The plan ei compasses six night net shows: That the jumbo iroject, which was put into effect tarly in September, is producing vhat the advertiser went after can be ummed up in the comment by Bur- ington Hosiery's advertising and pro- notion director, Nathan S.
As it stands now, each of the oordinated Support Stocking dealers s identified during each of the seven let shows at the cut-in portion of the josiery commercial.
I The commereials — some taped, oth- ,rs filmed — are the same in all the rmrkets. Which is the Jurlington Support Stocking?
Against musical, tap dance background, an ttractive woman, legs clad in nylon jiose, defies the viewer to guess which 3g is adorned with the support stock- jng.
The commercial sells the idea ihat support hose do not need to be Jiss attractive than sheer hosiery. It jlso points out the firm lift and sup- tort of the functional hose, and, con- jistently emphasizes the name Bur- lington Support Stocking.
The dealer jut-in breaks in at the close of the jommercial. Then, when viewer interest is at its peak, the local station cut-in tells her where, in her own locale, she can purchase the Burlington product.
It is the same commercial used in Burlington's first tv try last spring. At that time, and strictly on a test basis, Burlington Hosiery bought tv spots in five markets: Boston, Cin- cinnati, St.
An eight- week campaign, it ran from Febru- ary to April. Six to 10 spots a week were used, minutes and 20's.
It was this first cam- paign which triggered the huge ad- vertising program now in effect, a plan which despite its immensity, works smoothly.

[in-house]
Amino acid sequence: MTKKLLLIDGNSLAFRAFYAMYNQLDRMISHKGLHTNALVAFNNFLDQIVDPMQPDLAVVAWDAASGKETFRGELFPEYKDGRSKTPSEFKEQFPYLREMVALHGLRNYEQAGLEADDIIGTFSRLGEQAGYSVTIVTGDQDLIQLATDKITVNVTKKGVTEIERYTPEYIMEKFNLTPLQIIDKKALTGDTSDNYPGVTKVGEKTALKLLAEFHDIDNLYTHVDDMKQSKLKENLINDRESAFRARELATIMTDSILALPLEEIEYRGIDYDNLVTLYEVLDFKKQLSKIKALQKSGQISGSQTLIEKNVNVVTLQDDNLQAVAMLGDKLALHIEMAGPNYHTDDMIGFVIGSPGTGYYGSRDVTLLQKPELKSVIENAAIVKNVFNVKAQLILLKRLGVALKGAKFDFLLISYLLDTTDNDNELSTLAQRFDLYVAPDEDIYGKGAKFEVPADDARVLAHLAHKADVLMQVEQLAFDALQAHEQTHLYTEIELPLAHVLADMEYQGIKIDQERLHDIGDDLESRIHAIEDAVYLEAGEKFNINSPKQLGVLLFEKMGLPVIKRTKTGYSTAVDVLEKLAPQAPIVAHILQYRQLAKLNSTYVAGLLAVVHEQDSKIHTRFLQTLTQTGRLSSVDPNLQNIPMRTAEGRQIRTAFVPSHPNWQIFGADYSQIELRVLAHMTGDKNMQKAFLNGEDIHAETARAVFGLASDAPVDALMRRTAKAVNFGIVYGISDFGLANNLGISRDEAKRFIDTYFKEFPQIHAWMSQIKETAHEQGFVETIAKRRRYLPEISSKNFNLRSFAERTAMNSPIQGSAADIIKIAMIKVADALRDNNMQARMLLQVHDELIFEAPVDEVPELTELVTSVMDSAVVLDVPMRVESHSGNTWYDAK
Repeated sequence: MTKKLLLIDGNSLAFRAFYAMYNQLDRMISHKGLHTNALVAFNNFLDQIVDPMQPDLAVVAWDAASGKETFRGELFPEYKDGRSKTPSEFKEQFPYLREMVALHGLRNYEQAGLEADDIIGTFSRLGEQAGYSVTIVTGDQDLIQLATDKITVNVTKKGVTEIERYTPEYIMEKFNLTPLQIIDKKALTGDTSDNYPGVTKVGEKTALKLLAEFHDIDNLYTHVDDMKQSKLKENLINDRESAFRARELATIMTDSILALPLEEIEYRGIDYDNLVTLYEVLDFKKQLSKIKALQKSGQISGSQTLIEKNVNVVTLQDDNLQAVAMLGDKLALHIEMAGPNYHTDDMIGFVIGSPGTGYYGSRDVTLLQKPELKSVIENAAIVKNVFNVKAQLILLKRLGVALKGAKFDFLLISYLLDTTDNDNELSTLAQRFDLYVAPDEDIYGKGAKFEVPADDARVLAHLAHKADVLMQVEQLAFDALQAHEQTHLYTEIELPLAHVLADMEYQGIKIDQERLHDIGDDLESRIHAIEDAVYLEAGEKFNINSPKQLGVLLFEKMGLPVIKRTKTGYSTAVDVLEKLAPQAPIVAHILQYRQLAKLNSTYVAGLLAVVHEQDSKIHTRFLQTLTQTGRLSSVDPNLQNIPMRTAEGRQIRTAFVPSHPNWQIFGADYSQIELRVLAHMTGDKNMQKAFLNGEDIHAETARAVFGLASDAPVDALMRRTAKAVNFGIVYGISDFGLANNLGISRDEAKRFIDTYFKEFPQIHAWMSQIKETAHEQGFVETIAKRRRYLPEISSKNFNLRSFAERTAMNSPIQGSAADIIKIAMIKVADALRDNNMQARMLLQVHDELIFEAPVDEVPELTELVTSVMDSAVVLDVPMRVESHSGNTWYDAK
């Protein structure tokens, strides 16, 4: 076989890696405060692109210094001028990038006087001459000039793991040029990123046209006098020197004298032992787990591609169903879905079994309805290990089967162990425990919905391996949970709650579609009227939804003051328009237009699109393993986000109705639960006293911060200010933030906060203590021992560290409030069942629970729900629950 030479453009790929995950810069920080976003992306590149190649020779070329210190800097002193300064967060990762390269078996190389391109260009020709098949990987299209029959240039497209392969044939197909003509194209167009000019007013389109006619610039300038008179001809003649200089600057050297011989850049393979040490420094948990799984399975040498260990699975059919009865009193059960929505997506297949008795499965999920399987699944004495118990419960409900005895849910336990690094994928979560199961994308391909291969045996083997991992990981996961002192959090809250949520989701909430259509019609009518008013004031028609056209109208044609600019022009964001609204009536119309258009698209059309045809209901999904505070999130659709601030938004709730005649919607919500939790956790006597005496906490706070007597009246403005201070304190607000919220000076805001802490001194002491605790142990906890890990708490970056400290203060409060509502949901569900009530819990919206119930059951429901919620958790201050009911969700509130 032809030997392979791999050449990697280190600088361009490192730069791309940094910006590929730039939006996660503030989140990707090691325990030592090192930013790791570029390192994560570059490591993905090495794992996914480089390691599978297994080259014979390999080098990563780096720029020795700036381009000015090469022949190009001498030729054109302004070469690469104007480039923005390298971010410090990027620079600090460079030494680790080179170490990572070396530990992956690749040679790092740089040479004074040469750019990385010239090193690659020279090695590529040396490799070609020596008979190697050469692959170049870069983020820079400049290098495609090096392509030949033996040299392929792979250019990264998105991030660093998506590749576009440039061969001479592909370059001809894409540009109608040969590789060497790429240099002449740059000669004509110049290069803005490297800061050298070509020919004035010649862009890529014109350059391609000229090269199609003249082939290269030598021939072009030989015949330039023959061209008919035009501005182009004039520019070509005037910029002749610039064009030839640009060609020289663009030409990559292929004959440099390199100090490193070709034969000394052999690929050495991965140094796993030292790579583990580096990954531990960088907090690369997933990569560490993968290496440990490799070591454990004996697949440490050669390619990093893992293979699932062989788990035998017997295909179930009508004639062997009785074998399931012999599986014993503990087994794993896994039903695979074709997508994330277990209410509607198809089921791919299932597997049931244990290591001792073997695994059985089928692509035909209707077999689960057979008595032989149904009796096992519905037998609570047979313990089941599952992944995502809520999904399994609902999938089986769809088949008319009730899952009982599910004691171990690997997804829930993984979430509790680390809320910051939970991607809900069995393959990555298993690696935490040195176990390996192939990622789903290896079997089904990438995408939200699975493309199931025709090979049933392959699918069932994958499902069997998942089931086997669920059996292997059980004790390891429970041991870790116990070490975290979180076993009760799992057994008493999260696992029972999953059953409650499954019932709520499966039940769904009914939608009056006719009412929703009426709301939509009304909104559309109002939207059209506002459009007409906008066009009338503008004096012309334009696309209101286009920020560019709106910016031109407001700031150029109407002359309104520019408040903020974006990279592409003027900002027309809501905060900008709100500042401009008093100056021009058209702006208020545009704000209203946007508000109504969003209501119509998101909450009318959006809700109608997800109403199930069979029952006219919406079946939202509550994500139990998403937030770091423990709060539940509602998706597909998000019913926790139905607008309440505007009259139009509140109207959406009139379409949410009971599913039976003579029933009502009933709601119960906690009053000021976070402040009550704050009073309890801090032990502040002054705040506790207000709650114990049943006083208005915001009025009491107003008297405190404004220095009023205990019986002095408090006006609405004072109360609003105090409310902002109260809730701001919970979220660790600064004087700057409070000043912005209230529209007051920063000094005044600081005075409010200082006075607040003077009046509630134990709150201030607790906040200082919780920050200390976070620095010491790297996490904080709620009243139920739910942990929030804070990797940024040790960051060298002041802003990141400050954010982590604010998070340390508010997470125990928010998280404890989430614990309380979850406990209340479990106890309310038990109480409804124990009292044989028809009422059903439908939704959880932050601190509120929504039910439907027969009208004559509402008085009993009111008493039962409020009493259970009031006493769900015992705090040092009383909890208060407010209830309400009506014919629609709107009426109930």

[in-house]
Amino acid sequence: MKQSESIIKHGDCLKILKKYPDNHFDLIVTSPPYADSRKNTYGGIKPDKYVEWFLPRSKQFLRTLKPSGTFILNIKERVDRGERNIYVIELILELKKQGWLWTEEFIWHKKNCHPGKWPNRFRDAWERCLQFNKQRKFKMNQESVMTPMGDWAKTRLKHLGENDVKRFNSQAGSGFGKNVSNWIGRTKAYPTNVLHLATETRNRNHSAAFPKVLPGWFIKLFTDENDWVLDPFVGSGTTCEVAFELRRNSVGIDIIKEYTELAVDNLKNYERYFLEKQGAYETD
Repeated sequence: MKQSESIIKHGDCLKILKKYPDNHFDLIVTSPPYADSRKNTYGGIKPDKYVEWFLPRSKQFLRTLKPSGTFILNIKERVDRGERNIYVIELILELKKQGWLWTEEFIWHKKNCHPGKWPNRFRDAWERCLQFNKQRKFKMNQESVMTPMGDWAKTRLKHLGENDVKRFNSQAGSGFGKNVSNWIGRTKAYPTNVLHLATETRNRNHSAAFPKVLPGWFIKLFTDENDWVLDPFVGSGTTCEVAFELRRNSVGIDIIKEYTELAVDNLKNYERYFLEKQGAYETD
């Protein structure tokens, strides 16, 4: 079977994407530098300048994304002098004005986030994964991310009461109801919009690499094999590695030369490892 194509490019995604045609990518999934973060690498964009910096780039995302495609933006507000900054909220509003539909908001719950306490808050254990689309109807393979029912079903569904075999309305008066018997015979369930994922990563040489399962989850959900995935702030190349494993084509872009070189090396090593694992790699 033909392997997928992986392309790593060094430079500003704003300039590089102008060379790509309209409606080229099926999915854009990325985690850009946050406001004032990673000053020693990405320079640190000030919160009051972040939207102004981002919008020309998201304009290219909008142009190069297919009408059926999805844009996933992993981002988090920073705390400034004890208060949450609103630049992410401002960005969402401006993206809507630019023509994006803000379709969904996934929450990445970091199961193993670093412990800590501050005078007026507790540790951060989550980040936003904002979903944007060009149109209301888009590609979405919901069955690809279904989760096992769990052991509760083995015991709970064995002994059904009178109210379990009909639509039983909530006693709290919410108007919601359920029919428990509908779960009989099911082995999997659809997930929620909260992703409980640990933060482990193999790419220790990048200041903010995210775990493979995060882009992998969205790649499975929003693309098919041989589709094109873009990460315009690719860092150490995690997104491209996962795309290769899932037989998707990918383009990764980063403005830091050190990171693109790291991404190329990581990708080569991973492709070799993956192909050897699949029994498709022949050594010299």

The cost of this unique cut-in? NBC, on the other hand, has assumed all the necessary trans- actions, billings, etc. Arthur left and Burlington Hosiery advertising and promotion director, Nathan S.
Lanning, handing over a small portion of the paper work involved In massive cut-in arrangements, to W.
Taped commercials start with once- over-lightly make-up job. He's buying 30 counties but needs to reacb only half of one I v is being called on to perform a small miracle in New York this week as a Democratic campaigner for office bucks an established Republican stronghold.
He is Phil E. Whether this "seasonal" product can be sold to a splinter audience re- mains to be seen — tomorrow. Gilbert is using the facilities of WNEW-TV, New York, which reaches some 30 counties, to get his message across to families in his home district — rough- ly, one half of one county.
Thus Gilbert is paying a premium price in advertising to ensconce himself in office. Because he's this far behind before the start of the Please turn to page 48 38 SPO.
Gilbert himself is former announcer, a tv plus. He's young, energetic, is tv's only local candidate.
He uses costly despite 'waste' coverage because of its impact. It has revealed its step-by-std approaches to an upgrading of co] claims and product presentation.